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Midterm

Midterm Chapter Notes (1-5).docx

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Department
Anthropology
Course
ANTH 1150
Professor
Victor Gulewitsch
Semester
Winter

Description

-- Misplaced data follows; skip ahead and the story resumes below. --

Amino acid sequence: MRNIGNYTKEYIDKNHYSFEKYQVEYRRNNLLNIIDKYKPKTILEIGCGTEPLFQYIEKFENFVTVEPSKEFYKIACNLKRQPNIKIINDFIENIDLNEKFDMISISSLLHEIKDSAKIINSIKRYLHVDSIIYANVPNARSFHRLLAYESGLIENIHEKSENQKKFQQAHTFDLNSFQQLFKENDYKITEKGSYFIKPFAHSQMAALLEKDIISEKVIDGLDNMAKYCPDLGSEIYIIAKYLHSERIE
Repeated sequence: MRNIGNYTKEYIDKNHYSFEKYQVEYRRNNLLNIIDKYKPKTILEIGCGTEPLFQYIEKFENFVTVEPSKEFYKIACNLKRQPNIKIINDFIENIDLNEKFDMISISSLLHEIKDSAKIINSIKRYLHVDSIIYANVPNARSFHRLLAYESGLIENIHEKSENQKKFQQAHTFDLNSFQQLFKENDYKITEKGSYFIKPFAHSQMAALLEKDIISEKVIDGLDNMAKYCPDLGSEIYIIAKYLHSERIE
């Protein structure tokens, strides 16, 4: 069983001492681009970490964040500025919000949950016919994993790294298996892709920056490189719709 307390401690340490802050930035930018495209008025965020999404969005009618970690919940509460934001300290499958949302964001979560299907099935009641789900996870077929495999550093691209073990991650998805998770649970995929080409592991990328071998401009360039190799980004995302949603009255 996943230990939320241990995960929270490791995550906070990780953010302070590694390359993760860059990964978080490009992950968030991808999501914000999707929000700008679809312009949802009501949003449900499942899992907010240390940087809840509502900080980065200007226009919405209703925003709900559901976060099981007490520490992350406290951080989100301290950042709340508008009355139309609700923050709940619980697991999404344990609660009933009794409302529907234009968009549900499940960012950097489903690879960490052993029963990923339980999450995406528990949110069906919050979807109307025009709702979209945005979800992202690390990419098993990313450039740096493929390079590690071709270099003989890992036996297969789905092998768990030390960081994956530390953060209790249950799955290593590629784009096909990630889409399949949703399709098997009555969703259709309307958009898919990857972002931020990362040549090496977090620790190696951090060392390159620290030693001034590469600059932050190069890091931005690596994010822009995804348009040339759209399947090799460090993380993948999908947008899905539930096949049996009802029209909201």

Midterm Chapter Notes (Ch. 1-5) Chapter 1 – The Nature of Anthropology Holism - broad perspective study of humans Anthropology – the study of humankind in all times and places Four types of Anthropologies 1) Cultural/Social Anthropology – deals with humans as cultural animals 2) Biological Anthropology – primarily concerned with humans as biological organisms 3) Linguistic Anthropology – study of languages of the past and present as a means for people to communicate ideas about one another and the world Descriptive Linguists – deal with the description of a language (the way a sentence is formed or a verb is conjugated) Historical Linguists – study the history of languages (the way languages develop and influence one another with the passage of time) 4) Archaeology (Applied Anthropology) – practical applications in any of the subfields - Science of recovering physical remains of human culture - Usually deals with culture that have long since disappeared - Analyze results of what they find to learn more about the past culture All of these types of anthropologies are collectively known as the anthropological perspective Slow growth of anthropology is attributed to 1) geographical restrictions – without the means to travel to distant places, observation of distant cultures was difficult 2) Illiteracy Colonialism – when one nation dominates another through occupation (colonies), administration (military presence), and control of resources, thereby creating a dependency Cultural Imperialism - promoting one nation’s values, beliefs, and behaviour as superior to those of all others. Often associated with the Western world overwhelming other cultural groups with technology, religion, and ways of living (most often the media), but also through missionism, education, and economic control, thereby strongly influencing how people will live Early anthropological theory introduced the concept of “cultural progress” – that all cultures passed through evolutionary stages until they reached the technologically advanced level of Western societies Franz Boas (1858 – 1942) argued that every culture is unique, with a unique history and is neither superior nor inferior to another. He rejected racism and promoted cultural relativism Cultural Relativism - the belief that all cultures are equally valid and must be studied on their own terms Anthropologists such as Leslie White proposed that culture changed in direct response to technological “progress”, such as the Industrial Revolution or the introduction of air conditioning and refrigeration Julian Steward suggested that societies evolve to fit a particular ecological niche and that the environment influences the way of life Claude Levi-Strauss suggested that free will and the ability to make choices based on ideas and desires influenced culture. He identified a universal pattern of human thinking in all peoples Clifford Geetz studied the uniqueness of each culture and the action that have meaning for them The development of anthropology is due to museums, academic departments and applied research Paleoanthropology - the study of fossil remains with the goal of reconstructing human biological evolution Primatology – the study of non-human primates, their biology, adaptation, and social behaviour Forensic Anthropology – a field of applied biological anthropology and archaeology that specializes in the identification of human skeletal remains for legal purposes Pre-historic/Pre-contact Archaeology – the study of ancient cultures that did not possess writing systems to record their history Historic Anthropology – the study of past cultures that possessed written records of their history Culture Bound – theories about the world and reality based on the assumptions and values of one’s own culture Holistic Perspective – a fundamental principle of anthropology, that the various parts of culture must be viewed in the broadest possible context to understand their interconnections and interdependence Ethnography – the collection of descriptive material on a culture Ethnology – the comparative study of cultures to explain human behaviour - Cross-Cultural Comparison – comparing one particular aspect of a culture with that same aspect in others - Although ethnographers want to get inside views of other cultures, they do so as outsiders Ethnohistory – the study of cultures from the recent past using oral histories, archaeological sites, and written accounts left by explorers, missionaries and traders Participant Observation – a method of learning a people’s culture through direct observations and participation in their everyday life Culture Shock – the difficulty anthropologists have in adapting to a new culture that differs markedly from their own Popular Culture – the culture of our everyday lives; television, sports, fashion, arts/crafts, fiction and music Anthropology and Science - anthropology displays many of the characteristics of a science -> it entails designing hypotheses or explanations for certain observable phenomena, collecting data to test and prove/disprove these hypotheses, and developing a theory to explain the phenomena - in order to arrive at useful theories concerning human behaviour, anthropologists must begin with objective hypotheses that are as minimally culture-bound as possible • there lies a problem with this – it’s difficult for someone who has grown up in one culture to develop hypotheses about another that are not culture-bound Anthropology and the Humanities Gender – a set of standards and behaviours attached to individuals, usually but not always based on biological sex Feminist Anthropology – a subfield of anthropology that investigates gender and gender relations and that critically analyzes gender roles, positions, and experiences Androcentrism – male-centredness Chapter 2 – The Nature of Culture The Concept of Culture - Sir Edward Burnett Tylor’s definition of culture – “the complex whole which includes knowledge, belief, art, law, morals, custom and any other capabilities and habits acquired by man as a member of society” - recent definitions of culture tend to distinguish between actual behaviour on the one hand and the abstract values, beliefs, and perceptions of the world that lie behind the behaviour on the other - therefore culture is not only observable behaviour but also the shared ideals, values, and beliefs that people use to interpret experience and generate behaviour and that are reflected in their behaviour - culture enables people to adapt to a wide range of environments and circumstances - the beliefs and attitudes and the consequences of their behaviour all affect the way humans organize their world - culture provides the means for producing and distributing goods and services considered necessary for life such as: - biological continuity - teaching children appropriate behaviour - maintaining order among the members of a culture - maintaining appropriate relations with those outside the culture - encouraging members of the culture to find meaning in their lives Characteristics of Culture 1) Learned – as a member of society 2) Shared 3) Integrated 4) Based on symbols/communication 5) Adaptive Mechanism (how we adapt to life on earth) Culture is Shared - language transmits culture - although each culture is unique, it is important to note that all cultures display similarities as they go about fulfilling their members’ needs - culture is portable, whereas society consists of people and a place - culture change is constant - Multiculturalism – descriptor for a society, community, etc., made up of, involving, or relating to several distinct racial or religious cultures. Contrast with biculturalism or monoculturalism - Social Structuralism – the relationships of groups within a society that hold it together - although a culture is shared by its members, it is not entirely uniform - process of aging is influenced by culture - subculture – a cultural subgroup differentiated by status, ethnic background, residence, religion, or other factors that functionally unify the group and act collectively on each member - Pluralistic Society – societies contain several distinct cultures and subcultures - Ethnicity – a group of people who take their identity from a common place of origin, history, and sense of belonging - Ethnic Boundary Markers – those indicators or characteristics, such as dress and language that identify individuals as belonging to a particular ethnic group • religion is one marker that distinguishes ethnic subcultures • place of origin and history can also provide groups with a distinctive identity - identification of ethnic subcultures is not always clear-cut - the pluralistic nature of Canada is not without its problems – members of one cultural group may have trouble understanding the needs and concerns of another Culture is Learned - all culture is learned rath